As we develop strategic plans for our clients’ businesses, customers and competition are two major forces shaping the products and services companies offer. From the customer’s perspective, the internet has leveled the playing field, spawning new competitors and many more choices for the products and services companies offer.
If your fulfillment is unchanged in the past five years, chances are your DTC competitors are changing systems, increasing productivity and lowering costs.
Here are 5 ways your competitors are planning to beat you this year.
Companies are doing in-depth assessments of freight revenue and loss from the past year, as everyone competes with Amazon Prime, but it’s a costly proposition. Your competitors are considering what order value thresholds make the most sense for free freight, and whether acquired customers become loyal. They’re evaluating business rules to maximize lightweight shipments through alternative carriers while not sacrificing time in transit. Your competitors are sharpening their freight programs to be more attractive to customers, and you must, too.
Multi-DCs and Strategic Use of Third-Party Logistics
According to a recent Business Insider article, over 35% of online shopping carts are abandoned once shipping costs are known. Single DC companies are considering how a strategically placed 3PL can help them reduce time in transit and reduce freight costs. For instance, east coast companies are paying a premium to reach customers the other coast, and may be losing sales to competitors.
Multi-DC decisions aren’t “free” either, adding 30% or more in inventory, facilities, labor and management costs. Companies will find that a 12-month contract with a qualified 3PL can be far cheaper than a new DC. 3PLs allow you to test scenarios and assumptions without having to make a long-term commitment.
We have one client that built a $100 million business solely using 3PLs. Another client reaches 93% of the U.S. population in one-day ground using a 3PL.
If you aren’t strategically planning how to reach the vast majority of your customers within a two-day ship window, you’re already behind.
Increasing Labor Productivity
These days everyone is struggling to find qualified labor willing to perform warehouse tasks. Competition and increasing minimum wages are forcing companies to pay more for labor without necessarily improving throughput and efficiency. What’s worse is having employees working to the workload instead of an engineered labor standard. Your competitors are streamlining costs and maximize labor leading to increased profitability. Go back and look at your operational records – how has productivity increased in five years? A reasonable percentage of companies can’t answer that because they aren’t measuring productivity.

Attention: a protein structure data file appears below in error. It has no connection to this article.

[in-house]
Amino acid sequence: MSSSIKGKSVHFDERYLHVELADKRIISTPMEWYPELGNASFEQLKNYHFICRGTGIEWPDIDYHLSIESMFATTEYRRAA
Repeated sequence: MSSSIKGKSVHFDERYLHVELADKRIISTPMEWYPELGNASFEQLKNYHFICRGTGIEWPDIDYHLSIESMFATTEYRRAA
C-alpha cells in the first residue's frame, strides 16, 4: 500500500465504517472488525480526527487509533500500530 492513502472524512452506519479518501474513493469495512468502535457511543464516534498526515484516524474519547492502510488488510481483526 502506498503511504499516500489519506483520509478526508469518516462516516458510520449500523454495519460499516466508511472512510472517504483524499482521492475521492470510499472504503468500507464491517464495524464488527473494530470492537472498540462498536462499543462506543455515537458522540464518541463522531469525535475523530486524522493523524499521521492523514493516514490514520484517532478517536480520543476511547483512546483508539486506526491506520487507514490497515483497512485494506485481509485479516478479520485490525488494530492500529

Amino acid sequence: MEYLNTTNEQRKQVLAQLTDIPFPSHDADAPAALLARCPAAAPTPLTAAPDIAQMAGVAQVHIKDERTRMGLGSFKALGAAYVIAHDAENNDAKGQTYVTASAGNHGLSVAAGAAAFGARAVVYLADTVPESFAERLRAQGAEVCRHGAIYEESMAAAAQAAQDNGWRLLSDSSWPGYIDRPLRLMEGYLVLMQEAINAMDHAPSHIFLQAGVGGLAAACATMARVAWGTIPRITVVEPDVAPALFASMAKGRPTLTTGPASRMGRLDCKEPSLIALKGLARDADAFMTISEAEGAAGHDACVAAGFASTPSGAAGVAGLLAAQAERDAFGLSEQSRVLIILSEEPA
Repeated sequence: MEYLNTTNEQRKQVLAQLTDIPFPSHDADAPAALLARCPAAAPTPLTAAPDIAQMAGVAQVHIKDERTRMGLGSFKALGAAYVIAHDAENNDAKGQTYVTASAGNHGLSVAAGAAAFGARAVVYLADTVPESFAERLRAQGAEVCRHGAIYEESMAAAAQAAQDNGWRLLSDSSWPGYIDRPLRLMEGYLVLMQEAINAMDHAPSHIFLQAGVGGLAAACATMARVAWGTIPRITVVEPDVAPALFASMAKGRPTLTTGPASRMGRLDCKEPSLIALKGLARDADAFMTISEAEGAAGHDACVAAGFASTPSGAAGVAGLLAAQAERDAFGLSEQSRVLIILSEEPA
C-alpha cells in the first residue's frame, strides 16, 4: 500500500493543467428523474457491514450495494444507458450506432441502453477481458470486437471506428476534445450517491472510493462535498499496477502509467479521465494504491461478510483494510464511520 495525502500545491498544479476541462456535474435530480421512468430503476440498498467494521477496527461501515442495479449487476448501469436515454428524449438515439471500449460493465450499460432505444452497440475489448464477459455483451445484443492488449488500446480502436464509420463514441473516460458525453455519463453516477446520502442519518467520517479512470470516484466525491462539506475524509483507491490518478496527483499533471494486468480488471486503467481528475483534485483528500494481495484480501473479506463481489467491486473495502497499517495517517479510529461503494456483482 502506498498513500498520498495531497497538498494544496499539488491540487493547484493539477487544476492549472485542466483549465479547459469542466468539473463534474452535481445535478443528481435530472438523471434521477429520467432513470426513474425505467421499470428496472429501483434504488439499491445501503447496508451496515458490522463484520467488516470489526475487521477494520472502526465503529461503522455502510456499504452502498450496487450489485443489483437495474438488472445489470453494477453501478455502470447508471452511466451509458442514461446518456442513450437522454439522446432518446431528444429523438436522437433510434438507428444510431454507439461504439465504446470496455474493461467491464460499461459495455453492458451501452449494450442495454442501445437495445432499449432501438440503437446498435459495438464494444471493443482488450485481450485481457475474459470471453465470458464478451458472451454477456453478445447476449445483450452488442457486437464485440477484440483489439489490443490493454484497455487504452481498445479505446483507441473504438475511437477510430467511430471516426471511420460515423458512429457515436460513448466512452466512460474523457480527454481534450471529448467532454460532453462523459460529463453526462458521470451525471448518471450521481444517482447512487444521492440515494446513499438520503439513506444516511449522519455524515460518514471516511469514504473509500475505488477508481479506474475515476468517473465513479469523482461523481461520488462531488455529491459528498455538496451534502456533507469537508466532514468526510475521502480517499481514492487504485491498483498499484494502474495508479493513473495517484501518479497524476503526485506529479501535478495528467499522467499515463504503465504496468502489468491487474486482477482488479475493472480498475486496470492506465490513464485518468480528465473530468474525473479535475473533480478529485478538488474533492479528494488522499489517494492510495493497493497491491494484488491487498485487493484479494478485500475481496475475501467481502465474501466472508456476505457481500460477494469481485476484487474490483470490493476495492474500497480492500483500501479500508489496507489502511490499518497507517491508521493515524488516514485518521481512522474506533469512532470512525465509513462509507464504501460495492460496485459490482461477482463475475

Warehouse Management Systems
Your competitors are evaluating how to improve efficiencies and maximize labor through the use of a WMS integrated into their OMS/ERP. The entry-level cost of a WMS used to be at least $1 million. Now companies can find a wide array of strong solutions that are cloud and SaaS-based at a fraction of this cost.
These systems offer slotting and bin management, productivity reporting for all functional areas, directed putaway, kitting and assembly functions and labor management that an OMS or ERP system can’t come close to. Your competitors are finding operational efficiencies to gain a competitive advantage in hopes of winning over your customer base.
While you’re fretting over whether vendors will adopt a compliance program, your competition has tapped into it. In many cases they’ve piggybacked on what other retailers are doing with the same vendors. The debate about chargebacks, and whether your vendors will accept them, is keeping you from moving forward. The reality is that even small businesses are seeing the advantages of a good vendor compliance program.
Here are a few common arguments we hear regarding vendor compliance:
- I’m a small retailer and my vendors won’t stand for these kinds of things. These same vendors are more than likely being forced into strict compliance programs by larger retailers. The key is how to work with them to mirror what they’re doing for large retailers.
- If I want my vendor to barcode every item, I’m going to have to pay for it. Chances are the price per label is cheaper or the same as what you pay internally. Either way it’s one less time-consuming task you must handle. Having the vendor do it decreases your dock-to-stock time.
- I’m pretty sure my vendor won’t accept chargebacks. Two points. First, using transportation routing guides will avoid unnecessary vendor charges and any margin they build into transportation. Second, you don’t know unless you ask. Even if you don’t plan to implement chargebacks you should track compliance costs internally for when it comes time to negotiate price or terms. Two small multichannel businesses told us recently that when they approached their vendor they were willing to provide better terms and pricing by not participating in a compliance program. In the end, the terms and pricing worked in favor of both companies.
You can’t continue to ignore problem vendors and think that you’re too small. Vendor compliance for small companies isn’t the same as for large companies like Walmart or Amazon, but it is strategic if you limit it those that cause the most pain and expense. What leverage have you given up that your competitors are taking advantage of?
All of these topics and more will be addressed by your peers at the Executive Operations Forum at Operations Summit on March 28 in Pittsburgh. Come on out and gain lots of insights that will give you a leg up on your competition, and keep you from kissing the canvas!
Curt Barry is Founder & President of F. Curtis Barry & Company